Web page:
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No respite for euro despite strong German exports

No respite for euro despite strong German exports

  • Strong German exports limit Q4 GDP downside – In data released Friday, German goods exports rise 1.5% MM in December (consensus 0.4), outperforming imports, up 1.2% MM (consensus 0.5). In 4Q as a whole, exports are up 1.0% QQ, while imports are nearly flat (-0.1% QQ), pointing to a positive contribution from net trade. However, little respite for EUR as it continues to reel from the shock of last week’s EU downgrade to Italian and German growth for 2019 (to 0.2% and 1.0% respectively) that also sends Italian bond yields sharply higher and German Bund yields lower to sub 0.1%, widening the yield differential with US. 


Strong Canadian employment encouraging for wage growth and CAD              

  • Canadian employment rises a strong 66.8k in January, much higher than consensus expectations at 5.0k and Citi at 13.0k and with hourly wages also rising more than expected to 1.8%YoY, higher than Citi and consensus expectations for a 1.6%YoY increase, the center of attention for the BoC (as in deputy Boc Governor Wilkins’s remarks last week) as a sign of labor market tightness. The data leaves Citi analysts expecting further BoC rate hikes this cycle and current market pricing of just 5bp in 2019 looks low – rates remain supportive for CAD. 


Trade tension jitters and concerns over global growth overwhelm risk positive backdrop from dovish Fed                               

  • In a sign of increasing market jitters about the US – China trade outcome as it approaches the March 1 deadline, comments by President  Trump late last week confirming he is unlikely to meet his Chinese counterpart Xi before the deadline sees investors switching to a risk-off mode. Add investor concerns over global growth (Europe and China) and the negative sentiment appears to be overwhelming the positive risk tone from robust US growth and a “patient” Fed, leading equity prices and Treasury yields to decline but tactically supporting USD.


  • The week in the US, Citi analysts expect the US legislature will most likely come to an agreement to avert another partial shutdown. More importantly, attention will be on US officials travelling to China to resume trade talks (14-15 Feb). Equally important is the Section 232 report on auto imports due on 17 February where tariffs may be recommended but Japan and Europe could be exempted. Data wise, Citi analysts expect core CPI up 0.2%MM (consensus 0.2%) and PPI Final Demand at 0.0%MM (consensus 0.1%).  


Brexit – Possible scenarios

  • Latest developments on Brexit - no new official proposals for the backstop and no progress towards a re-negotiation with the EU over the weekend, but the UK government is scheduled to table an amendable Brexit motion this week where MPs could give PM May more time to take negotiations to the brink. Possible scenarios now include (1) EU could offer a time-limited Irish backstop in the non-legally binding EU – UK future deceleration (and not in the legally binding Withdrawal Agreement); (2) If that doesn't look as though it will be enough for Brexit hardliners, then she could adopt the opposition Labor Party Corbyn's customs union pledge in the (non-binding) future declaration. Enough Brexit hardliners (the ERG group) have suggested they'd be ok with this; (3) In all likelihood however, a UK parliament vote on PM May’s deal is now unlikely to take place on February 13/14 – most likely now delayed to the end of February. Ready for No Deal? A “no deal” Brexit remains the default scenario but low risk for now. Citi analysts expect a “no-deal” to generate significant economic harm on both sides.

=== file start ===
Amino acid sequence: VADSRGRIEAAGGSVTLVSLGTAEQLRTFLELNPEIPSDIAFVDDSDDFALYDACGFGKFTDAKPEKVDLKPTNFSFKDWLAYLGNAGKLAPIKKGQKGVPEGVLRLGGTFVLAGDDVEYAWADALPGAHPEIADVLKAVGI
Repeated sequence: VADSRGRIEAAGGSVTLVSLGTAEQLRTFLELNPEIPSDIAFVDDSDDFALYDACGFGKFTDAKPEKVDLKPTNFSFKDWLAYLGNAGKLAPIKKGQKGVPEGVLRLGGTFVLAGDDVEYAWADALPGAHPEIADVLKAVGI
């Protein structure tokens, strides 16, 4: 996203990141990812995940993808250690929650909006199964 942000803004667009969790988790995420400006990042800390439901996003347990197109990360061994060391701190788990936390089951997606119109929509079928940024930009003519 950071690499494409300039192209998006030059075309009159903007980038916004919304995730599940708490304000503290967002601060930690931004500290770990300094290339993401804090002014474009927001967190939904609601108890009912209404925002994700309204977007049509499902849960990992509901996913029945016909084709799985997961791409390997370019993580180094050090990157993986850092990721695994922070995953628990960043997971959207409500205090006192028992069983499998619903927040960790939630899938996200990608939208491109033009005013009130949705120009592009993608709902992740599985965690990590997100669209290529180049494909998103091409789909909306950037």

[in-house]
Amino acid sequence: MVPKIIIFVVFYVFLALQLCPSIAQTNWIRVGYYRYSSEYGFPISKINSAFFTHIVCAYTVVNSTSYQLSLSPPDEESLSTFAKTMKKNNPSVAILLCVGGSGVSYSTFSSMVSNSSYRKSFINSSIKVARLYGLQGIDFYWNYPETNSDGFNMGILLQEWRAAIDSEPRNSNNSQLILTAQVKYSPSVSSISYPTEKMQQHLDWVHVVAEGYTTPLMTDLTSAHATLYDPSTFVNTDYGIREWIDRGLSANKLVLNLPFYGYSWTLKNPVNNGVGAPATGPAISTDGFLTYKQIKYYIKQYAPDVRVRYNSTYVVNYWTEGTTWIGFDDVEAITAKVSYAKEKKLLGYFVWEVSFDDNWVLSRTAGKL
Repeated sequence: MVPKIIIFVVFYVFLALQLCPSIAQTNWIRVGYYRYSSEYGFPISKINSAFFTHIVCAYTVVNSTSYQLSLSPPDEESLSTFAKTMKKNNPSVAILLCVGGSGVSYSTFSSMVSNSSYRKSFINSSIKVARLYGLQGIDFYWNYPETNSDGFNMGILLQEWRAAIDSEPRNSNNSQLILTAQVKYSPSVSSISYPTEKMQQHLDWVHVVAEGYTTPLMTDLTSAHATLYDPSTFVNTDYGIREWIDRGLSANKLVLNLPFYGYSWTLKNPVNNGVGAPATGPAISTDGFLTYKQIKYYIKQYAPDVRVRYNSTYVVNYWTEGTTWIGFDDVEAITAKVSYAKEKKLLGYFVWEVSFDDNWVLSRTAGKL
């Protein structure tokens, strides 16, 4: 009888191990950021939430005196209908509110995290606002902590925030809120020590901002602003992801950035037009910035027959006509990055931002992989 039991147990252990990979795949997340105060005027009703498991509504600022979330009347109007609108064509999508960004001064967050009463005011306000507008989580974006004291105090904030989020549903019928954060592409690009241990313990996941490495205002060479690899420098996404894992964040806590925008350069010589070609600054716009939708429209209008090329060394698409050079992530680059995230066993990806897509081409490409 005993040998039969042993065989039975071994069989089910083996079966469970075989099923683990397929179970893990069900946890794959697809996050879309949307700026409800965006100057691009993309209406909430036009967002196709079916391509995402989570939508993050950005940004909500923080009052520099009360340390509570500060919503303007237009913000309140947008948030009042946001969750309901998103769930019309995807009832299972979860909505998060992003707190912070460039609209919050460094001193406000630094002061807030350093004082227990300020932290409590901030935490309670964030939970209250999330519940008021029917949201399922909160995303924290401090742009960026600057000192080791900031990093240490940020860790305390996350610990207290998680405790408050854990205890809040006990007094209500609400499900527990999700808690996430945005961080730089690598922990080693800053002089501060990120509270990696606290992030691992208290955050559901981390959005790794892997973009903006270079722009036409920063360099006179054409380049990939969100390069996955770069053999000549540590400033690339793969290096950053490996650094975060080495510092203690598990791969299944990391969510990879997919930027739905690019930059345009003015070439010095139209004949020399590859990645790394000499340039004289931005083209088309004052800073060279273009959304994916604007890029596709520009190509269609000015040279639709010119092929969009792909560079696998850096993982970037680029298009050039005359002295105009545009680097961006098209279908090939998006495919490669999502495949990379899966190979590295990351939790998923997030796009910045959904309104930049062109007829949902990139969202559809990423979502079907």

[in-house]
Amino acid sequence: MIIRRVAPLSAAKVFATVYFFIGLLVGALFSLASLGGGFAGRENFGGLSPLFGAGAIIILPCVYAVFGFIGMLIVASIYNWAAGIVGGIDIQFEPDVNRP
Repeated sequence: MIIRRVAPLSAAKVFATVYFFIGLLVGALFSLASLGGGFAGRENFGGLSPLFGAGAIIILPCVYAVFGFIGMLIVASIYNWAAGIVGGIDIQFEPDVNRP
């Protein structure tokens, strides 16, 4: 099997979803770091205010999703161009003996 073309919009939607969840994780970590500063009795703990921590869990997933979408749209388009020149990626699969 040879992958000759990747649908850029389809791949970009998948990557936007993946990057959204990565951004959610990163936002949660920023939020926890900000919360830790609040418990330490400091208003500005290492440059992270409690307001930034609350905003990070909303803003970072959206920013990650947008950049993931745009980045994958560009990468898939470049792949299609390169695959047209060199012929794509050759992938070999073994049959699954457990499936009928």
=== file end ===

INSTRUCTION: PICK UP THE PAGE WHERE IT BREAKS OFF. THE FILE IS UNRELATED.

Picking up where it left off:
US Commerce Department report on auto imports to be watched closely re: impact on Germany

  • The week ahead in Europe sees euro zone December industrial production (Citi at -0.3 %MM, consensus -0.4%), German Q4 GDP (Citi at -0.1%QQ, consensus +0.1%), and UK core CPI inflation (Citi at 1.9%, consensus 1.9%). Most attention however will focus on the US Department of Commerce report on auto imports by February 17th that could fuel speculation over renewed intensification of trade tensions with Europe. The report may not be made public until some days later and the US President has 90-days to make a decision after receiving the recommendation. Citi analysts think the report may recommend some restrictions on auto and auto parts imports, but there is likelihood that the EU and Japan may be exempted from any potential tariffs so the bark on the report may be worse than the bite. Nevertheless, nervousness about its findings is likely to  weigh on the euro.  


Week Ahead – RBNZ board meeting likely to move to neutral but unlikely to validate rate cuts

  • The RBNZ statement this week is likely to place more emphasis on the downside risks to the rates outlook, consistent with the line taken by the RBA, BoE and ECB recently. This would also reflect changes to growth risks in major trading partners and the likelihood of downward revision to key domestic macroeconomic variables. What should stop an explicit statement of monetary easing however is the maintenance of maximum sustainable employment and improvement in business sentiment

Timing the China Easing Impact

  • Citi analysts note statistical evidence that suggests Korean data leads Chinese data momentum by around 12/13 weeks (or ~3 months) and find the recent uptick in Korean data momentum back into positive territory could suggest that Chinese data momentum does take a meaningful change in direction before Q2 this year. Interestingly, Korea is a leading indicator for both China and Euro area data.  


This is an extract from the Daily Currency Update, dated 11th February 2019. Please approach a Citigold Relationship Manager if you would like more information

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